Perhaps it will find its way back into our lives and the Mass. The different aspects of God’s word have different seasons. At times the one will fade, retreat into the background, even vanish from the Christian consciousness. It is still there in Scripture and continues to be read in the liturgy, but the words are no longer “heard.” Then the direction of existence shifts, and the same words seem to ring out, suddenly eloquent. Today history is undergoing such a change. It is breaking out of its former impregnability into a period of revolutionary destruction and reconstruction. The old sense of stability and permanence is no longer strong enough to provide the mystery of existence with “the answers.” We have again become profoundly conscious of life’s transitoriness and questionableness. Thus even the natural situation helps us to understand St. Paul’s, “For the world as we see it is passing away” (1 Cor. 7:31). Anything can happen. We begin to be aware of the magnitude of divine possibility, begin to sense the reality of Christ’s coming, that pressing toward us from the edge of time, “for I say to you that I will not drink of the fruit of the vine, until the kingdom of God comes” (Luke 22:18).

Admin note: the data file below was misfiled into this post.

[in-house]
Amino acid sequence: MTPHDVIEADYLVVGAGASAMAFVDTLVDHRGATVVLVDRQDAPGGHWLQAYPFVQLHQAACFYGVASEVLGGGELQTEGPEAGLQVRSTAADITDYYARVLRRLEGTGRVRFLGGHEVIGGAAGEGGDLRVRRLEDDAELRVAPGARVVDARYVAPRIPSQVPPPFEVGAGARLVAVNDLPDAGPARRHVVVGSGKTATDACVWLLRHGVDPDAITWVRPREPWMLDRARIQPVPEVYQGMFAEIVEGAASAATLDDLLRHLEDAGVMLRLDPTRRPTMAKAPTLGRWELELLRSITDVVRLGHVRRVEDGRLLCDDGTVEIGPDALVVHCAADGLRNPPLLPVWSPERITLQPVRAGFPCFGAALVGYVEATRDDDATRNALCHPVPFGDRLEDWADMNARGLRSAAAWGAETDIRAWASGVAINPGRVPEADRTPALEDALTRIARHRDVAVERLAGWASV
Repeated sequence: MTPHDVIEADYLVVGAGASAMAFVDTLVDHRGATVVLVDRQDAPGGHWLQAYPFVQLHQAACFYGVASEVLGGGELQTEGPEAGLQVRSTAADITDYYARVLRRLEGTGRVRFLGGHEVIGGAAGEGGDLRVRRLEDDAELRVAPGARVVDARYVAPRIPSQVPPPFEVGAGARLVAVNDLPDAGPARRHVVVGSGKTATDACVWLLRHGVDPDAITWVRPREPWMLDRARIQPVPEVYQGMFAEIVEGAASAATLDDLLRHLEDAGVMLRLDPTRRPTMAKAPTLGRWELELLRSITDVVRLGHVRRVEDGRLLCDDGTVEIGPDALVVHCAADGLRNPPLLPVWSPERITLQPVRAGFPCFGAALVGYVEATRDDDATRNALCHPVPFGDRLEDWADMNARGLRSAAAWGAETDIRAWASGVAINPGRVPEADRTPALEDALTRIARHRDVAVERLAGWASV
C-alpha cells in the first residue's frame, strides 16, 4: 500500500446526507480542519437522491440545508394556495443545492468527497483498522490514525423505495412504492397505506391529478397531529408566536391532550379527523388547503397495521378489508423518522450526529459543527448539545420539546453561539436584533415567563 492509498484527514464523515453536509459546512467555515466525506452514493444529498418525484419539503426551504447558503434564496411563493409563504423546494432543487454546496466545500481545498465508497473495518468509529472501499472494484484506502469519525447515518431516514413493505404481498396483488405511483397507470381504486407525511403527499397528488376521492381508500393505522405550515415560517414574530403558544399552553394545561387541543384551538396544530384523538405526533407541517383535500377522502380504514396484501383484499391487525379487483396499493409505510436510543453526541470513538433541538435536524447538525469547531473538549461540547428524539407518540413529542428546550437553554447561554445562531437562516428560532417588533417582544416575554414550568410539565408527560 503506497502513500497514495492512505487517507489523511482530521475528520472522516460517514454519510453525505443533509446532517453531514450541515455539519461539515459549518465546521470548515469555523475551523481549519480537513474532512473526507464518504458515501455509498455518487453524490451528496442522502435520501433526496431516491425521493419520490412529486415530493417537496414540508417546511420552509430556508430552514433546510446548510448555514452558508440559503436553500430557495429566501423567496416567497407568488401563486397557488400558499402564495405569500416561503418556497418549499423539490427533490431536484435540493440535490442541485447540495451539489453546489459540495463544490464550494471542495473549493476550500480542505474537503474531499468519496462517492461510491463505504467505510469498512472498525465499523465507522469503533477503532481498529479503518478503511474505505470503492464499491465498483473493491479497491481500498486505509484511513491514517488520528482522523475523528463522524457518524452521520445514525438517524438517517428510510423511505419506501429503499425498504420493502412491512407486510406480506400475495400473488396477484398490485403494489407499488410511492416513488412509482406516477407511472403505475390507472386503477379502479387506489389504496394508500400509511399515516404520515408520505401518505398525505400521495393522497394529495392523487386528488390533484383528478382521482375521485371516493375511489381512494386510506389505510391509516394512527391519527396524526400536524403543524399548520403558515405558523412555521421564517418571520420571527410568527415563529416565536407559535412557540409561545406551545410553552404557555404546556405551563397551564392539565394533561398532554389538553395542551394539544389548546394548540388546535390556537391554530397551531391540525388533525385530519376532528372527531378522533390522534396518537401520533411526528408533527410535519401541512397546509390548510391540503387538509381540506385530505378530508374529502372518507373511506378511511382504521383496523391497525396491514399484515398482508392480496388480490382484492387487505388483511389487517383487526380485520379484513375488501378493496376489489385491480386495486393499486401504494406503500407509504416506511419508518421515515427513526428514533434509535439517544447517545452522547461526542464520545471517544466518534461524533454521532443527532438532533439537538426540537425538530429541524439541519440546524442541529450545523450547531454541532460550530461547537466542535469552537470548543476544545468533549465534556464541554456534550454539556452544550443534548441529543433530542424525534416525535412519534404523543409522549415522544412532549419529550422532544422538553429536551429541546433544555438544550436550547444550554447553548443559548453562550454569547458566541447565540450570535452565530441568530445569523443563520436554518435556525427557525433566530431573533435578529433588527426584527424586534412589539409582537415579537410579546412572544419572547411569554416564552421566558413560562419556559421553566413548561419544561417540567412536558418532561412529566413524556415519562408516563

Jesus’ words just before the institution of the Eucharist are not there by chance. The celebration of the Lord’s memorial binds the present moment not only to eternity-a thought we readily understand-but also to the future; a future, however, that lies not in time, but that approaches it from beyond and that will once abolish time. Christ’s promise teaches us to reevaluate the present, the better to persevere in it.